[JURIST] Chinese lawmakers on Monday reviewed a revised version of a state secrets [JURIST news archive] law which aims to update existing legislation to address Internet leaks of classified data. A draft of the amended Law on Guarding State Secrets [text] was passed by the Chinese State Council in April and is now being considered [Xinhua report] by the Standing Committee of the 11th National People's Congress (NPC) [official profile]. The revised law will prohibit devices containing confidential information from being connected to the Internet and stipulates measures to protect other sensitive information from public connections. Although most of the leaks are unintentional, those caught intentionally disclosing state secrets are usually executed [China Daily report]. The NPC found that online communications accounted for more than 70 percent of leaked state secrets, and leaks have reportedly occurred after plugging flash drives into computers. The Chinese government has previously asserted that they will be able to maintain a commitment to transparency [Xinhua report] while still protecting secrets.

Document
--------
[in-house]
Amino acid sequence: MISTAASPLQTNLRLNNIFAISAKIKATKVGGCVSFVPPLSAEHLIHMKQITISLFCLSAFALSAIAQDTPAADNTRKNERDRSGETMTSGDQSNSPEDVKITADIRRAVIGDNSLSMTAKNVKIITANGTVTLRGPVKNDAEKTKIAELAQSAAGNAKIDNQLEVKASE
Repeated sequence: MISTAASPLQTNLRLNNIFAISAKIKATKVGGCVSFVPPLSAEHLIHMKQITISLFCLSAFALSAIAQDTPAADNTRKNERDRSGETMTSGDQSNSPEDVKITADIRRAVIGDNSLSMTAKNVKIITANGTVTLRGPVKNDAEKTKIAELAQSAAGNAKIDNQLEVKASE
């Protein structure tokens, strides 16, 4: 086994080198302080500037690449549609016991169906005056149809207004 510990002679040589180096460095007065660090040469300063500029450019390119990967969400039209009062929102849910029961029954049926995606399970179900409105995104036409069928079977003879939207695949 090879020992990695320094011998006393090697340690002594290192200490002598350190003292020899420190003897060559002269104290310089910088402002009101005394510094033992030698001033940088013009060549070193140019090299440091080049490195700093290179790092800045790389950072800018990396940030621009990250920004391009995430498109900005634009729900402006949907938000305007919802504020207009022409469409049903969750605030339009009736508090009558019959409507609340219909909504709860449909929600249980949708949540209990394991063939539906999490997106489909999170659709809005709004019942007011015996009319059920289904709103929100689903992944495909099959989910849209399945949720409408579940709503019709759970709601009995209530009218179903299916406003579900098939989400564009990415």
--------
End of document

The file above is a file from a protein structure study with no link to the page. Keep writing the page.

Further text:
The proposed legislation follows recent controversy over Internet censorship in China. Last week, Chinese authorities tried to alleviate concerns over Internet filtering software [JURIST report] by stating that computer users will not be required to use the controversial program, despite it being packaged with new computers. The statements expressed that the government has no intention of punishing people who do not use the software. Earlier this month, the policy had been challenged [JURIST report] by Chinese human rights lawyer Li Fangping, who demanded public hearings to determine if such a requirement were lawful and reasonable. The Ministry of Industry and Information Technology (MIIT) [official website, in Chinese] oversees Internet censorship, while the State Council Information Office and the Communist Party's Propaganda Department determines the scope of what is blocked.